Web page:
With his book titled Musical Folklore:  Albanian Polyphony (Tole 1999), the ethnomusicologist Vasil S. Tole, all of a sudden, appeared as a bold polemic knight, never seen in the history of Albanian ethnomusicology!  From the dramatically short Introduction of this book, which consists of only two paragraphs, he came up with a range of overwhelming statements, which are, in the first place, as professionally wrong, as they are morally ugly!  To be able to use a musical notion, let me think of his thoughts as dissonances.  They appear more often biased and subjective–sometimes, denying, underestimating, depreciating, and, at times, asserting, overestimating, over-appreciating–but never non-biased and objective.  As a matter of fact, the dissonances brought are many.  However, I will only observe eight of them, which I think are the most damaging and most flagrant ones.  Examination of such dissonances deserves full attention, in the name of the well-being of Albanian ethnomusicology, both in our day and in the future.

First dissonance:  Disclaimer!  Disclaimer!  Disclaimer!

Clearly, the first dissonance can be formulated in this way:  The denial, underestimation, depreciation of the ethnomusicological scientific research contribution of previous Albanian ethnomusicologists!  Tole appeared as a denier of the entire ethnomusicological scientific research activity carried out by former Albanian ethnomuscologists, dead or alive.

Second dissonance:  Prejudices!  Prejudices!  Prejudices!

Obviously, the second dissonance can be formulated as follows:  The assertion, overestimation, overappreciation of allegedly ethnomusicological scientific research contribution of authors who are not ethnomusicologists!  Tole appeared as an affirmer of the alleged ethnomusicological scientific research that representatives of Albanian history, life and culture–who are not ethnomusicologists–have given to the study of traditional Albanian multi-voice music.  In this realm, are given the impressions that various international travelers of the nineteenth century have written on traditional Albanian multi-voice music.  Then, there are mentioned, among others, figures, such as:  Faik Konica, Eqrem Çabej, Mitrush Kuteli (nickname of Dhimitër Pasko), Ismail Kadare, as well as Zef Jubani, Lumo Skëndo (nickname of Mid’hat Frashëri), Mehdi Frashëri, etc.  Such authors, at times, may have expressed an opinion on traditional Albanian multi-voice music, but they have never had it as an object of their activity.  Therefore they have never pretended to have made any ethnomusicological contribution

Third dissonance:  Pseudo-innovation!  Pseudo-innovation!  Pseudo-innovation!

Clearly, the third dissonance can be formulated in this way:  The disclosure, use, pursuing of a supposedly new methodology in the field of study of traditional Albanian multi-voice music!  Tole appeared as an allegedly unprecedented innovator etnomucicologist ever seen, who would, necessarily, at any rate, at any case, bring a new methodology as far as the study of traditional Albanian multi-voice music is concerned.

Fourth dissonance:  Distortions!  Distortions!  Distortions!

Obviously, the fourth dissonance can be formulated as follows:  Distorting, altering, transforming the fundamental ethnomusicological notions!  Tole appeared as a distorter of a number of well-known ethnomusicological notions, in both Albanian and international ethnomusicology, such as:  traditional polyphony, musical style, musical dialect, musical sub-dialect, etc.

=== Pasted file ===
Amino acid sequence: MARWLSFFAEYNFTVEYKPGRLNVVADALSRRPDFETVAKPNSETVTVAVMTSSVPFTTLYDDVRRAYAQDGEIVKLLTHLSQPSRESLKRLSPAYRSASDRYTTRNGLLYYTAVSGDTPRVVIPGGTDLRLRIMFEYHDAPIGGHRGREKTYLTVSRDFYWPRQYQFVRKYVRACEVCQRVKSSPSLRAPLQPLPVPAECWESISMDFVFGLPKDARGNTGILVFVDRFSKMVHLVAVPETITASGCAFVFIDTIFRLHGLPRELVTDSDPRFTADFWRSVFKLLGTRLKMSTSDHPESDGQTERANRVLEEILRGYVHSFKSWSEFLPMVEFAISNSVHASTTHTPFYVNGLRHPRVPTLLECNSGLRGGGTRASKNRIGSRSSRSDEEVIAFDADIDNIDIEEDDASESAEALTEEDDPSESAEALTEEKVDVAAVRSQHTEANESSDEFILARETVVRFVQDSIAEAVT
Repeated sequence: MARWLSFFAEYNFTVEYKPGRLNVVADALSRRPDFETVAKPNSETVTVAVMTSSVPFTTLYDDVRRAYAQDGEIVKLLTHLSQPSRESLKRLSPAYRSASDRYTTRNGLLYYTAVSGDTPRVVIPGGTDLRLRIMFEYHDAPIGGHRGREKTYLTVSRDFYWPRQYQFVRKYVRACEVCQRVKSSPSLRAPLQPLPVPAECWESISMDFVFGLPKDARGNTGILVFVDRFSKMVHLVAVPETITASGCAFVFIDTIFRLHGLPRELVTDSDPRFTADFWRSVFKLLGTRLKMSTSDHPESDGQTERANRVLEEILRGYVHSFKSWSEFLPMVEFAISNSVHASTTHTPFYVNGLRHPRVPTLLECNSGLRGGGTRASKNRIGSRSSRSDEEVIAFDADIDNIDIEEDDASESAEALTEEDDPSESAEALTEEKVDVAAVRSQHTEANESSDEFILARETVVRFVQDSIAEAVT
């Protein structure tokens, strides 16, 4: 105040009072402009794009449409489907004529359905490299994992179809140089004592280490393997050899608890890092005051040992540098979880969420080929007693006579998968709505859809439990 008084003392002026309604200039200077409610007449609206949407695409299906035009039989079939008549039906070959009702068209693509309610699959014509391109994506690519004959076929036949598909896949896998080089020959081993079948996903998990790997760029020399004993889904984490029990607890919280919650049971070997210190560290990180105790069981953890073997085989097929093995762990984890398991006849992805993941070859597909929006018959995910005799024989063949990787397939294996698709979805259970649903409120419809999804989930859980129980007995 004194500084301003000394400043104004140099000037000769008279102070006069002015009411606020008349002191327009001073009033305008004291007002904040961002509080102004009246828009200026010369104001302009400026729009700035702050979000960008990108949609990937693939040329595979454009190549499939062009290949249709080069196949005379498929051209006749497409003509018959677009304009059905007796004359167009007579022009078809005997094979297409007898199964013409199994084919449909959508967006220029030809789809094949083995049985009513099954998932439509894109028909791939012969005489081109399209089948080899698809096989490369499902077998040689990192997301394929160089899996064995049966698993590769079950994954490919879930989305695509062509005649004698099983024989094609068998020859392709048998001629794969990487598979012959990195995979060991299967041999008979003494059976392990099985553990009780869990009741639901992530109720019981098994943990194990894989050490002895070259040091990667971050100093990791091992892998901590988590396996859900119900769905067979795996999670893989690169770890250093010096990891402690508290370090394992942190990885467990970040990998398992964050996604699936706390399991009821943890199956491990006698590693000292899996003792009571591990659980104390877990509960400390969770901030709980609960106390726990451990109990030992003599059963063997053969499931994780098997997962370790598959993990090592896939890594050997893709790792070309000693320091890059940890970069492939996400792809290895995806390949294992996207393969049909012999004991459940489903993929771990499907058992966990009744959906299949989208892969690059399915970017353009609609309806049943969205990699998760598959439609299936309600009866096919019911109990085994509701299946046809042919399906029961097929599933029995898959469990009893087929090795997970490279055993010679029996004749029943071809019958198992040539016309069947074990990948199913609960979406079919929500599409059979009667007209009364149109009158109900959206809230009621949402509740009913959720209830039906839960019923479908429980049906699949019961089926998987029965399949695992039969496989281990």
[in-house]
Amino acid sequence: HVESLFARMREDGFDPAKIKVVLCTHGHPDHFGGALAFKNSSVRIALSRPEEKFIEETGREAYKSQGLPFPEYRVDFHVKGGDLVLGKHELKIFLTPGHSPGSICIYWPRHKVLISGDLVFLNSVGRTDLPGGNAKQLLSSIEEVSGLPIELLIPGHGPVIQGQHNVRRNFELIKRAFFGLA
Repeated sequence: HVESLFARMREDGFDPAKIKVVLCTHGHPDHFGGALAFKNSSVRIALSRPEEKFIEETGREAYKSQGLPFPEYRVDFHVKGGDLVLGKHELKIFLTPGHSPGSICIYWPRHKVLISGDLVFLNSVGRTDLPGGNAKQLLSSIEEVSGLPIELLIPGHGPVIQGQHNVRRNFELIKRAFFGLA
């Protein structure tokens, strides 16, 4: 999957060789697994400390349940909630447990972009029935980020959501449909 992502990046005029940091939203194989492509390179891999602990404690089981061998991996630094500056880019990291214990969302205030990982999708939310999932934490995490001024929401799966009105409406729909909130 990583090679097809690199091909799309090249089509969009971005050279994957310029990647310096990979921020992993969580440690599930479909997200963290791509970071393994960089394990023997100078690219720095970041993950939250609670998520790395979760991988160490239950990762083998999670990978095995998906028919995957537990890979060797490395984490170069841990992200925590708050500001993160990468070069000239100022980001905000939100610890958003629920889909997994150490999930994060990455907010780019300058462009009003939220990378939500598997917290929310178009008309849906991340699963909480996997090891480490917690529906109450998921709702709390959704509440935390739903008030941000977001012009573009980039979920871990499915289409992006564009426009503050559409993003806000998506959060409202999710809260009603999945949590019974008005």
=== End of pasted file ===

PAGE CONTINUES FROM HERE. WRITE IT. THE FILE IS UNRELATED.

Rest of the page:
Fifth dissonance:  Mediocrity!  Mediocrity!  Mediocrity!

Clearly, the fifth dissonance can be formulated in this way:  The interpretation, understanding, the look of traditional Albanian multi-voice music as allegedly the highest part of traditional Albanian music!  For reasons that only he knows, Tole mistakenly thinks that from the standpoint of aesthetic values ​​in general and melodic-modal features in particular, the traditional Albanian multi-voice music stands higher than the traditional Albanian one-voice music, i.e., according to him, it is an “elite phenomenon.”

Sixth dissonance:  Claims!  Claims!  Claims! 

Obviously, the sixth dissonance can be formulated as follows:  The running, interest, approach towards non-ethnomusicological issues, topics, subjects (literary, ethnographic, historical, archeological, etc.), a phenomenon that in any case brings about the departure from ethnomusicological issues!  Tole appeared as a truly curious tracer with regard to a number of non-ethnomusicological issues, topics, subjects (literary, ethnographic, historical, archeological, etc.).

Seventh dissonance:  Abuse!  Abuse!  Abuse!

Clearly, the seventh dissonance can be formulated in this way:  The giving, presenting, documenting the names of hundreds and hundreds of villages, both in a wrong place and through a wrong method!  Tole appeared as a non-Orthodox scholar, as far as the place where are given and how are given hundreds and hundreds of village names.

Eighth dissonance:  Formalism!  Formalism!  Formalism!

Obviously, the eighth dissonance can be formulated as follows:  The giving, bringing, displaying bibliographic citations coming most often from non-ethnomusicological sources (literary, ethnographic, historical, archeological, etc.).  Tole appeared as a diligent tracer of non-ethnomusicological sources, which are supposed to explain in-depth ethnomusicological phenomena.


Only factors, such as:  the quality of the books being written, their methodology, the problems that lie within them, the contribution given in its entirety, etc., determine the name of every scholar in a certain field of knowledge, scientific or artistic one.

Professor Spiro J. Shetuni, Ph.D.

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